So I started praying somewhere along the middle of his junior year: Lord, please take care of Ben. Give him a fun senior year. He is such a people person, Lord, just send him some fun.


Then last September he got voted onto the homecoming court (but that's a blog for another day). And this spring he was voted Most Outgoing of the senior class. Then someone anonymously paid his way to Prom and wrote him a note he will never forget. What's more, he got voted Prom King.


"Be anxious for nothing," Philippians 4:6 tells us, "but in everything by prayer and supplication with thanksgiving let your requests be made known unto God."


Pray for, with, and about your kids. When they are little, when they are teenagers, when they are grown. Pray about the big things. Pray about the little things. Pray about everything. That's what it says. Everything.


Even the Prom.

Everybody?  Not On My Watch


Posted April 6, 2018

Original Post April, 2014

Pictured: A random kid jumping off a cliff (FYI this is not one of my kids!) 


I wanted to ride my bike to the mall with my BFF when I was about 12. My mother said no. I told her everybody rode their bikes to the mall.


"And if everybody jumped off a cliff, would you jump, too?" she asked.


Why do all my friends' mothers say that?  I thought.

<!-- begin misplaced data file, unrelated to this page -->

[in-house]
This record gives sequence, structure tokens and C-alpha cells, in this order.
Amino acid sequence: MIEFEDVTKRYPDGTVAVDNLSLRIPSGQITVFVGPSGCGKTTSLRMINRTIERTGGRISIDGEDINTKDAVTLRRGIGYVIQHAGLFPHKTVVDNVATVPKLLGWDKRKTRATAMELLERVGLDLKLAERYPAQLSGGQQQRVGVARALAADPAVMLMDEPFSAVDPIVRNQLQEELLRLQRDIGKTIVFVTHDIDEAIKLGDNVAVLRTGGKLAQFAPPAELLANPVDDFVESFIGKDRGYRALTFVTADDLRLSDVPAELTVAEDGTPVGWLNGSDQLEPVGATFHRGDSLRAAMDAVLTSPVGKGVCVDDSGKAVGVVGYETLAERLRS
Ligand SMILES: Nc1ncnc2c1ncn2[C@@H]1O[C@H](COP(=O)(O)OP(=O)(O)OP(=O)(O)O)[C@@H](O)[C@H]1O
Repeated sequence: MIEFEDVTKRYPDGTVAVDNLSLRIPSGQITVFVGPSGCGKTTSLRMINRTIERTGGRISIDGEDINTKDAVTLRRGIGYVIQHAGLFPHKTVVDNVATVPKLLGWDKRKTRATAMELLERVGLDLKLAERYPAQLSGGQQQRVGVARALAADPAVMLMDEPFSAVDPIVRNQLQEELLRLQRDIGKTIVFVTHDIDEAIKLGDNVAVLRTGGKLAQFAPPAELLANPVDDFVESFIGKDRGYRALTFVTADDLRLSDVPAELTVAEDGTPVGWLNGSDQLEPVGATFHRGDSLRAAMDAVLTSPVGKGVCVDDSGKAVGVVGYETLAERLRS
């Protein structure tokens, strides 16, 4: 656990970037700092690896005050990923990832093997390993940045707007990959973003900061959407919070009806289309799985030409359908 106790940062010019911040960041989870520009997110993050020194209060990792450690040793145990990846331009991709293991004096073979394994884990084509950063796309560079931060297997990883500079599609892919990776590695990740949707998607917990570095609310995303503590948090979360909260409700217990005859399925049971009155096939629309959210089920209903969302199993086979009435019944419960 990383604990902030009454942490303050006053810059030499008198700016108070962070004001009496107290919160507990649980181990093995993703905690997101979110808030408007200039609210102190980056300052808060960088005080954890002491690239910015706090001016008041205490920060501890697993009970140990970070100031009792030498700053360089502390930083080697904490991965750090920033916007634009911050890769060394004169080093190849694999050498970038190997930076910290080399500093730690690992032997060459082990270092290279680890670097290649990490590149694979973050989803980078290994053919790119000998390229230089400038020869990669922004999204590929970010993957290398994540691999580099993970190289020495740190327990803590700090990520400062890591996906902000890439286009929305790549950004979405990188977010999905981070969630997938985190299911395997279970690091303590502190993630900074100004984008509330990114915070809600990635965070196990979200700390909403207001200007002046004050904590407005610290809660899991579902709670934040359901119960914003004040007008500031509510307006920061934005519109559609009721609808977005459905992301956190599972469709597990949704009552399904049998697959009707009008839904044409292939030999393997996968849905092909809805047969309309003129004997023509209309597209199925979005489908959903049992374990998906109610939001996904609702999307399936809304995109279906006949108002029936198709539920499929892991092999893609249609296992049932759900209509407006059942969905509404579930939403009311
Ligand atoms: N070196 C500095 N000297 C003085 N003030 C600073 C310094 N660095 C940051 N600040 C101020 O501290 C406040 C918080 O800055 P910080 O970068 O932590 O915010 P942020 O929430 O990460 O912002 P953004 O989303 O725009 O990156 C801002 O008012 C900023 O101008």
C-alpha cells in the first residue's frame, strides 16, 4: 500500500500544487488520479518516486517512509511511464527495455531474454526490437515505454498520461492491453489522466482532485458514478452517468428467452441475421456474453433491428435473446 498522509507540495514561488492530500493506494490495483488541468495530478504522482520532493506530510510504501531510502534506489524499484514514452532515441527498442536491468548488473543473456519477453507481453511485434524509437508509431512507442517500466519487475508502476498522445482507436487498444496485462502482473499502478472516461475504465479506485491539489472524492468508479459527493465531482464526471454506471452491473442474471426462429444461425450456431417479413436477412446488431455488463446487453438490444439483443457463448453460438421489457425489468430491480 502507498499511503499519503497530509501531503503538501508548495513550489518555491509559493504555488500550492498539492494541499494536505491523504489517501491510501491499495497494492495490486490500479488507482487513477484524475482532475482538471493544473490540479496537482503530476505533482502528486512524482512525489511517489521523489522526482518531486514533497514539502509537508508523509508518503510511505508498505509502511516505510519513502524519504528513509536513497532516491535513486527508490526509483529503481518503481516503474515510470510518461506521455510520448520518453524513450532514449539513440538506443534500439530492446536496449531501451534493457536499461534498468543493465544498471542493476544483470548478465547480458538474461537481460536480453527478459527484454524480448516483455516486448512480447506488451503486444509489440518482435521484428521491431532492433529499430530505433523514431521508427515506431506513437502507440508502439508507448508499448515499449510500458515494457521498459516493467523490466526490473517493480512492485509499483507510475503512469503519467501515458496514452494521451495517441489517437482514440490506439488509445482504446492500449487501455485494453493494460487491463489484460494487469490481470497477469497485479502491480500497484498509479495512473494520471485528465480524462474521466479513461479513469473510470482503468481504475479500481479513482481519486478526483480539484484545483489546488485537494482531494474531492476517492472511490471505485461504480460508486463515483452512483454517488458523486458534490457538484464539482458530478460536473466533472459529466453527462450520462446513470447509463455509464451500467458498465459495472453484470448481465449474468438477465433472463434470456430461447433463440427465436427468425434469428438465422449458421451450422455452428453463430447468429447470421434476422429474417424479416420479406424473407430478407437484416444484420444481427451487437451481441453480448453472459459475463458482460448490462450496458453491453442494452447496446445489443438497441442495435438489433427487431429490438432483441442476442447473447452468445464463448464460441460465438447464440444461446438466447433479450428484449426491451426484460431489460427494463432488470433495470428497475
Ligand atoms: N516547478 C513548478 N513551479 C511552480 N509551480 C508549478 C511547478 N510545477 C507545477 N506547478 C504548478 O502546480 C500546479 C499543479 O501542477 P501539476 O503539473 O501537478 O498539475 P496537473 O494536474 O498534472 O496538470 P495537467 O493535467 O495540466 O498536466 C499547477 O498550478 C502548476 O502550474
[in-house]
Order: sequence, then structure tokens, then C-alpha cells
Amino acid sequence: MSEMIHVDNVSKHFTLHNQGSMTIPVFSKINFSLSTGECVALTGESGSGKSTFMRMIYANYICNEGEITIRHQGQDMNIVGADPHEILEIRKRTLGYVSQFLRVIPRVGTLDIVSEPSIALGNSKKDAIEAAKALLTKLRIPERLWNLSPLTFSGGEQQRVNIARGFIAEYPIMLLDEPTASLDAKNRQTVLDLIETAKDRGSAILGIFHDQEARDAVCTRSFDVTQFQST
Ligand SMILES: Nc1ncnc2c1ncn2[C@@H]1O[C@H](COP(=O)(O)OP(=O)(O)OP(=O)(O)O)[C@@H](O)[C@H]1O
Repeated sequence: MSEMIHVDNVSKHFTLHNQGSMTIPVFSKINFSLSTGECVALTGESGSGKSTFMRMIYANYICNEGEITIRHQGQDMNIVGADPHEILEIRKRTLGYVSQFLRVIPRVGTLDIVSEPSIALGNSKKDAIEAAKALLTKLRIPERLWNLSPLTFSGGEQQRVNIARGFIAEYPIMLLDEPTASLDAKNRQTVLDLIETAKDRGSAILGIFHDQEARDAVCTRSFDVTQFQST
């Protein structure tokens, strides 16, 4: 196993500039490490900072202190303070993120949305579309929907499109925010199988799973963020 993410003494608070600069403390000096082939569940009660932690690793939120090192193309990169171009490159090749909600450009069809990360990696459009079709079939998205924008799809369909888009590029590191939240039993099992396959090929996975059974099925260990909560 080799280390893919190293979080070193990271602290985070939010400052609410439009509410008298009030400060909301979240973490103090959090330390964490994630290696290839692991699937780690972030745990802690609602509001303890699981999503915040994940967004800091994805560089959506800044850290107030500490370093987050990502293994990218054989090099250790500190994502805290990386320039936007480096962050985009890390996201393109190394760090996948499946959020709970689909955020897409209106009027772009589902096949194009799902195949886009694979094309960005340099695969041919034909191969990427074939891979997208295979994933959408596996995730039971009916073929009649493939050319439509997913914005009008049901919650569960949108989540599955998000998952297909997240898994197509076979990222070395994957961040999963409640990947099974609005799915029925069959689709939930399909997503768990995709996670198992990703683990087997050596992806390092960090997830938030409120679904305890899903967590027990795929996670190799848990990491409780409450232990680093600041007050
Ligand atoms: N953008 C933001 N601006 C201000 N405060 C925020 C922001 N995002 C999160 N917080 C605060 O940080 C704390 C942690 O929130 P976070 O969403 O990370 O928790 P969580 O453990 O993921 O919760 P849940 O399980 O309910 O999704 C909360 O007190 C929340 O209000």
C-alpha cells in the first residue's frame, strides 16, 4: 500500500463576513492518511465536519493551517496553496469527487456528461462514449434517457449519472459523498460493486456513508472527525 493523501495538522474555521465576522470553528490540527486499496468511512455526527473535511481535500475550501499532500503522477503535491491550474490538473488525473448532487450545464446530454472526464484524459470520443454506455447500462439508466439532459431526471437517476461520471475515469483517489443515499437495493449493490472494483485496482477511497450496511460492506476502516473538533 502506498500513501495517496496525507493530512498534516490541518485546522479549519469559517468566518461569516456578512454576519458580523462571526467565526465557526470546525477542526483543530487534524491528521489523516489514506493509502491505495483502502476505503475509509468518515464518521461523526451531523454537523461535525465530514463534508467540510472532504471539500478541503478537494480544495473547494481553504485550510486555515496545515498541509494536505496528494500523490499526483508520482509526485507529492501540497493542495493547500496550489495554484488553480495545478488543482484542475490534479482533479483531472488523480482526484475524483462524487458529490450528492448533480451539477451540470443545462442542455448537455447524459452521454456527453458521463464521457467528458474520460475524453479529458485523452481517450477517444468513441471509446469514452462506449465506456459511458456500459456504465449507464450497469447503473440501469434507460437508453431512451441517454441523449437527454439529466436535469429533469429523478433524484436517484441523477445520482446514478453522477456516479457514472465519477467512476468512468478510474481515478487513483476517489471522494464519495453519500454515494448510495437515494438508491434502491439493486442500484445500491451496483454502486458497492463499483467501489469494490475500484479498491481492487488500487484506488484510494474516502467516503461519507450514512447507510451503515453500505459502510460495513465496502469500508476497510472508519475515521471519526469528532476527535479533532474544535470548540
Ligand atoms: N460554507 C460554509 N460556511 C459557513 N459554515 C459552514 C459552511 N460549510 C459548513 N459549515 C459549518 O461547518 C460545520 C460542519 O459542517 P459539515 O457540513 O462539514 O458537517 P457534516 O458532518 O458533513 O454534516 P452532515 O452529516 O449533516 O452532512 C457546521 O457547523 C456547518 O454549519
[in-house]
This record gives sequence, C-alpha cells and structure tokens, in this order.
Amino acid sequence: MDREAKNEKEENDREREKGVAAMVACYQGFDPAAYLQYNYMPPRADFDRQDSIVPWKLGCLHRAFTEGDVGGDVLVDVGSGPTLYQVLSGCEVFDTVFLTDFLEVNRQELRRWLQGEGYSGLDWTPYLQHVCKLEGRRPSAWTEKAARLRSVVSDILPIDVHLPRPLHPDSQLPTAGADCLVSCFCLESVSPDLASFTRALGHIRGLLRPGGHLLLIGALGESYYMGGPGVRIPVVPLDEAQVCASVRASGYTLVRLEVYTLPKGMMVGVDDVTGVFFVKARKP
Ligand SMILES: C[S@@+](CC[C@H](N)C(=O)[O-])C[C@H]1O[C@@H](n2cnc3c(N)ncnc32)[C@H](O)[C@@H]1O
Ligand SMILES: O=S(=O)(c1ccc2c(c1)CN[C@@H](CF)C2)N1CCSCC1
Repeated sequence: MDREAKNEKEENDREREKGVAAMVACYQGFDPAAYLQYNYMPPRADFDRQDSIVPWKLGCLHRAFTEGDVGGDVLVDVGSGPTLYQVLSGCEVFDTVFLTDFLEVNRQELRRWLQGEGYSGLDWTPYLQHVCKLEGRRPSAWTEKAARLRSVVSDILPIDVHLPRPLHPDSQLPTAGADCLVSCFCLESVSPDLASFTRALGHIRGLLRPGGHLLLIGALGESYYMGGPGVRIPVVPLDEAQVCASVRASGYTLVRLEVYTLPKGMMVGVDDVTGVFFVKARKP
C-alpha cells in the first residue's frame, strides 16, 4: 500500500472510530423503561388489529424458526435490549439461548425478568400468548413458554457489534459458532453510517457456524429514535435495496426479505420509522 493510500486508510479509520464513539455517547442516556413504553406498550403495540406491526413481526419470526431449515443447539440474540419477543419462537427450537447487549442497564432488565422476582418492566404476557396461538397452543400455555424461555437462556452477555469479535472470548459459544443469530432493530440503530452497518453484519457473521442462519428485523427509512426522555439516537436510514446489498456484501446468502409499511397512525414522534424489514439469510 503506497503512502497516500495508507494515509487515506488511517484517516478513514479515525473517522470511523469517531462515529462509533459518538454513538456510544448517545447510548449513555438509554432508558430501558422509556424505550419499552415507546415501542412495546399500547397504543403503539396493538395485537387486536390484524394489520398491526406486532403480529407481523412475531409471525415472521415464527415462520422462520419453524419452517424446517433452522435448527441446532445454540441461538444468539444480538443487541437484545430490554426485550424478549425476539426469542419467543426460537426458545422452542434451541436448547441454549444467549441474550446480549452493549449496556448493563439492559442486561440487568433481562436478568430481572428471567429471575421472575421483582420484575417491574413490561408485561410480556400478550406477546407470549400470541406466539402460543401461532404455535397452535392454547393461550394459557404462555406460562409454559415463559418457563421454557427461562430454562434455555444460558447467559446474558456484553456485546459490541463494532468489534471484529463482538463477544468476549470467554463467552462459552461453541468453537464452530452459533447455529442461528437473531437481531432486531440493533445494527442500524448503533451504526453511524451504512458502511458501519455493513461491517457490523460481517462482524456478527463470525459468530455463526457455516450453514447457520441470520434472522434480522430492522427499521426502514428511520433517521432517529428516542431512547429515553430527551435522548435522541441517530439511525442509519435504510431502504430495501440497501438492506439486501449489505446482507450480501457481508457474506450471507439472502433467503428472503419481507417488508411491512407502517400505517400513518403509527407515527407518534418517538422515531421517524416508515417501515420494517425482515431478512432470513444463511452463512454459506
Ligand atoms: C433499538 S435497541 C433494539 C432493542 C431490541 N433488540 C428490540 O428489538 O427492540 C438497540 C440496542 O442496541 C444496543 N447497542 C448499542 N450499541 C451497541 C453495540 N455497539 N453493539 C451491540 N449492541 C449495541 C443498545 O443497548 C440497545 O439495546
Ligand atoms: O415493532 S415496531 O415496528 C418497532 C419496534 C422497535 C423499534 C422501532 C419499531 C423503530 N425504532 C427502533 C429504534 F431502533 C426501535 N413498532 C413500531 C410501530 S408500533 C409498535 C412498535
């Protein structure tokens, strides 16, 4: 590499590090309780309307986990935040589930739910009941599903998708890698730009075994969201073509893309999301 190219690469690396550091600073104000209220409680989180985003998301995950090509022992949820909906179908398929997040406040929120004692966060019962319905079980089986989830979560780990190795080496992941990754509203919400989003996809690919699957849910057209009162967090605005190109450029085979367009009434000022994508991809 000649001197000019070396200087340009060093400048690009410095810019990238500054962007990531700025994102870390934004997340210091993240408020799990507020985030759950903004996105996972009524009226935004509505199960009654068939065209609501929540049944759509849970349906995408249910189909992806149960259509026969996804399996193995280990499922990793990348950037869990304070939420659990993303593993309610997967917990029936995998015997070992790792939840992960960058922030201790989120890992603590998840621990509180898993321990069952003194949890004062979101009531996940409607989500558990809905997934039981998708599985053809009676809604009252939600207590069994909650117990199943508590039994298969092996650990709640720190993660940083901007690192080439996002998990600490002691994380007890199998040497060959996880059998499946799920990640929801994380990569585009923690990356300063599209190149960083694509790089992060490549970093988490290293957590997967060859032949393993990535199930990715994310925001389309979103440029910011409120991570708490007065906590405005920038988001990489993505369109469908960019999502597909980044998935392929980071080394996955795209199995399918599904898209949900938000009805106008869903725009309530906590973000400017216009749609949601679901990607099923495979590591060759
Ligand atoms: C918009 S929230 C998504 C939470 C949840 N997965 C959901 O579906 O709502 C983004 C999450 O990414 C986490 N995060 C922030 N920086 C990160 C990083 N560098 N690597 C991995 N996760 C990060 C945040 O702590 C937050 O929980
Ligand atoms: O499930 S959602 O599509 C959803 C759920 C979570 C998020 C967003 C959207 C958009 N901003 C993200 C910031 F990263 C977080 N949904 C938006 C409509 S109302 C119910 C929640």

When I was 17, a guy who was well over 21 asked me on a date. My mother said I had to wait until I was 18 to go out with him. So I did.


In college, a foreign student invited me to his apartment. "I will cook dinner for you," he said in his thick, mysterious accent.


"I can guarantee you he has more in mind than dinner," my mother said.


Conversations between kids and parents have changed, it seems. Nowadays they go something like this:

"Why wait until I am 21 to drink? Everybody drinks before they are 21."


"Fine, then," say Mom and Dad. "We will host the party so we can supervise and make sure no one drives home under the influence."


At one high school kids attended, a banner hung on the gate from prom until graduation proclaiming Parents Who Host Lose the Most. Really?  We parents have to have a giant sign to encourage us not to host underage drinking?


When my oldest daughter was in the spring musical during her senior year, I volunteered our house for the cast party.

"Well, Mom," she said, "I already mentioned it and they want to have a coed sleepover. I told them my parents would never go for that."


"How about the girls sleep over and the boys leave at midnight?"


"I offered that, too, but they said they would find a house where the parents either didn't care or weren't paying attention."


What happen to the jumping off the cliff analogy? What happened to that's not healthy, that's not right, you're too young or it's illegal.


"Why try and stop them when they are just going to do it anyway?" I hear repeatedly.


Because they need to know it's wrong when they do it. And how will they know if we parents don't tell them? Wrong. The opposite of right. Introduce your kids to the word. 


Most kids want boundaries. All kids need guidance. And they all need to know parents care enough to say no.


It is no wonder kids are convinced everybody's doing everything. Instead of encouraging the common sense it takes not to tumble over the cliff with the crowd, many parents are packing kids a parachute to protect them from consequences, then escorting them right up to the edge with a wave and a timid, "Be careful!"